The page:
Sunrise in Santa FeIn 1996, before I left for graduate school, I visited Santa Fe to attend a Creativity and Madness Conference. While here, I fell in love with the ancient adobes in the center of town and the way the light passed overhead.

I thought I’d love to live here. However, it felt impossible, far away.

It took nineteen years for me to find a way to return.


This is what a handmade life looks like.

I admit, I took the scenic route, but every backroad and blemish and blessing and broken promise led me here.

And here is good.

Here is exactly where I am meant to be.


Shavawn BerryShavawn M. Berry’s work has appeared or is forthcoming in Trickster Literary Magazine, HuffPo 50, Be You Media Group, elephant journal, Journey of the Heart: Women’s Spiritual Poetry, Olentangy Review, Black Fox Literary Magazine, Vagina – The Zine, Rebelle Society, The Cancer Poetry Project 2, Kinema Poetics, Kalliope, Poet Lore, Westview – A Journal of Western Oklahoma, Meridian Anthology of Contemporary Poetry, Concho River Review, North Atlantic Review, Synapse, Living Buddhism, Blue Mountain Arts/SPS, and Poetry Seattle. In 1998, she received her MPW in Professional Writing from the University of Southern California in Los Angeles where she specialized in Creative Nonfiction and Memoir. Ms. Berry teaches writing at Arizona State University. You can follow her on Facebook or Twitter. You can read more of her writing on The Wonderland Files, or via her website.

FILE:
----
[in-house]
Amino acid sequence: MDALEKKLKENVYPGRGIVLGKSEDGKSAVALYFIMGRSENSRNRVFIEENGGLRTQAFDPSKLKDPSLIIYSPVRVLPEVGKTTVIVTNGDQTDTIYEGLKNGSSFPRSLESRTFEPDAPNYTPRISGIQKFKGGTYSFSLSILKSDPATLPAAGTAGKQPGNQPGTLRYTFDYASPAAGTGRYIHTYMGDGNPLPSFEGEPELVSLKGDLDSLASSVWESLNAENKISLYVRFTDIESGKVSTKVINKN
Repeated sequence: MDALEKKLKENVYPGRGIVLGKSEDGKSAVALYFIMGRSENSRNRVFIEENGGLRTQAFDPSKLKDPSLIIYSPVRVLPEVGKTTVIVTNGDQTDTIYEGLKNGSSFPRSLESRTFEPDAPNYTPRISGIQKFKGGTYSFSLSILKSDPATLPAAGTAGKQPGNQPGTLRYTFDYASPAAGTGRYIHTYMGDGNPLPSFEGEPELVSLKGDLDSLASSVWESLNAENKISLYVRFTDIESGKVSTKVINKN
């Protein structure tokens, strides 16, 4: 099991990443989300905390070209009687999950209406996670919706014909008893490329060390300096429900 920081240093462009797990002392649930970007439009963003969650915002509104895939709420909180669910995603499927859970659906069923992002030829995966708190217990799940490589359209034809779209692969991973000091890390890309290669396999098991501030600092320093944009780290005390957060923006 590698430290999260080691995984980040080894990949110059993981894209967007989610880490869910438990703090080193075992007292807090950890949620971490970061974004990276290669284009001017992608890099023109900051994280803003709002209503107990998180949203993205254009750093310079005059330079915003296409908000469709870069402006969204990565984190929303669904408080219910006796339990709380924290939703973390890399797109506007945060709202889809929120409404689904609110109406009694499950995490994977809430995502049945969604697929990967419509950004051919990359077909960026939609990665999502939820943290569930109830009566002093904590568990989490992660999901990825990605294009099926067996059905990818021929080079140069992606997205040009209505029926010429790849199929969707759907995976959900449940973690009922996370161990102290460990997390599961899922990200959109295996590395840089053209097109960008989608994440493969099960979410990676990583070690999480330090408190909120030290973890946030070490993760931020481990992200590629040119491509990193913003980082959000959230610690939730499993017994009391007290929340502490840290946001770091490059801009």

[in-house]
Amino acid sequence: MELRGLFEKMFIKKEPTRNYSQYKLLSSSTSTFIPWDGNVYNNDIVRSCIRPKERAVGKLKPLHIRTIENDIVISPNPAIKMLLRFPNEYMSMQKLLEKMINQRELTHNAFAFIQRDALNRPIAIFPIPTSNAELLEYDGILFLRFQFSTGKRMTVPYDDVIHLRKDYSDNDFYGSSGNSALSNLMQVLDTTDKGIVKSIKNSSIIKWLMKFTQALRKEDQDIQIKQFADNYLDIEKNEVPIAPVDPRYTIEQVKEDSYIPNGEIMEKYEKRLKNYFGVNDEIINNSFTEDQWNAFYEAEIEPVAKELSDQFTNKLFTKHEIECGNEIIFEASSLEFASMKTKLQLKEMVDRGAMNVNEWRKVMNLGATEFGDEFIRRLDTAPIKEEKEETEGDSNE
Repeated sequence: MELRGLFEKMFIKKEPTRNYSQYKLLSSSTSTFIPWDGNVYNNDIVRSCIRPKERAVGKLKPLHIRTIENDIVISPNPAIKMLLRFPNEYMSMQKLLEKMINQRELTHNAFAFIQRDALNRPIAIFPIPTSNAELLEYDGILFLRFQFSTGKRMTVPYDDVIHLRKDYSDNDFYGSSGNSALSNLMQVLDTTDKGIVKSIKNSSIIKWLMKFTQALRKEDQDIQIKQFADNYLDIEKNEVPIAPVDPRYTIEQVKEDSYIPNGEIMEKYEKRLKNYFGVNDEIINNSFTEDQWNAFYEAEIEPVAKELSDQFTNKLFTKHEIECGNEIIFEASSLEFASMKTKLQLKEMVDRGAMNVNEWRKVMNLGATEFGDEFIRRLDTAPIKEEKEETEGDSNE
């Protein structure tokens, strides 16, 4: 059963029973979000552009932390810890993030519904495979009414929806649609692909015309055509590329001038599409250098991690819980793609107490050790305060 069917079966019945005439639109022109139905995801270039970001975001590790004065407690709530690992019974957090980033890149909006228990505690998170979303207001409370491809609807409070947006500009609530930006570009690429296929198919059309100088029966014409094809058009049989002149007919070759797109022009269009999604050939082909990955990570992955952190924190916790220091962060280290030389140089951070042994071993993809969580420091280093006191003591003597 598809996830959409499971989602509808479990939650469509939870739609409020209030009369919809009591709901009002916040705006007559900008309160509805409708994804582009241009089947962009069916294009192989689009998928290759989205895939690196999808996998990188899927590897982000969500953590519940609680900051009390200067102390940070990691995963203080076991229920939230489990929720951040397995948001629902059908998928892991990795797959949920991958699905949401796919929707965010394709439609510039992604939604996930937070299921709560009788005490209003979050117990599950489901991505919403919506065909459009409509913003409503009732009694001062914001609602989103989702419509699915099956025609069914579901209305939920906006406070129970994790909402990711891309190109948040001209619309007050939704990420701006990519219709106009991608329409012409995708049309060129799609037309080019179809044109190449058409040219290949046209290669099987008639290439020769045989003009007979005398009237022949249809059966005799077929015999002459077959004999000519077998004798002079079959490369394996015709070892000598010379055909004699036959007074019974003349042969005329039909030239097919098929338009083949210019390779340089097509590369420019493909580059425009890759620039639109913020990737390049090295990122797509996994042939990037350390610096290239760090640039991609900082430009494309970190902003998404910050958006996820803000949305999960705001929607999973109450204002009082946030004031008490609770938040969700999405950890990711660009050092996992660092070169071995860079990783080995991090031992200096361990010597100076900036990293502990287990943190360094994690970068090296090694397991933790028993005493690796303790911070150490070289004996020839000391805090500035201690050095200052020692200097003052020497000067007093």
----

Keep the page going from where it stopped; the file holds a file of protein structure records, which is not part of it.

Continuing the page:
You can find Shavawn’s poetry in Black Fox Issue 8.

1 comment to Guest Post: Creating a Handmade Life by Shavawn M. Berry

  • Linda H Aldridge

    I loved reading this. What brought me here was Googling images of storm clouds. I’m doing research for the cover I’m painting for my first self-published novel. And once I was here, your essay really spoke to me. Thank you for sharing your journey (so far). I feel the same (strongly) about the strange path my life has taken before the novel came to be and wrote about it in my preface. Best wishes!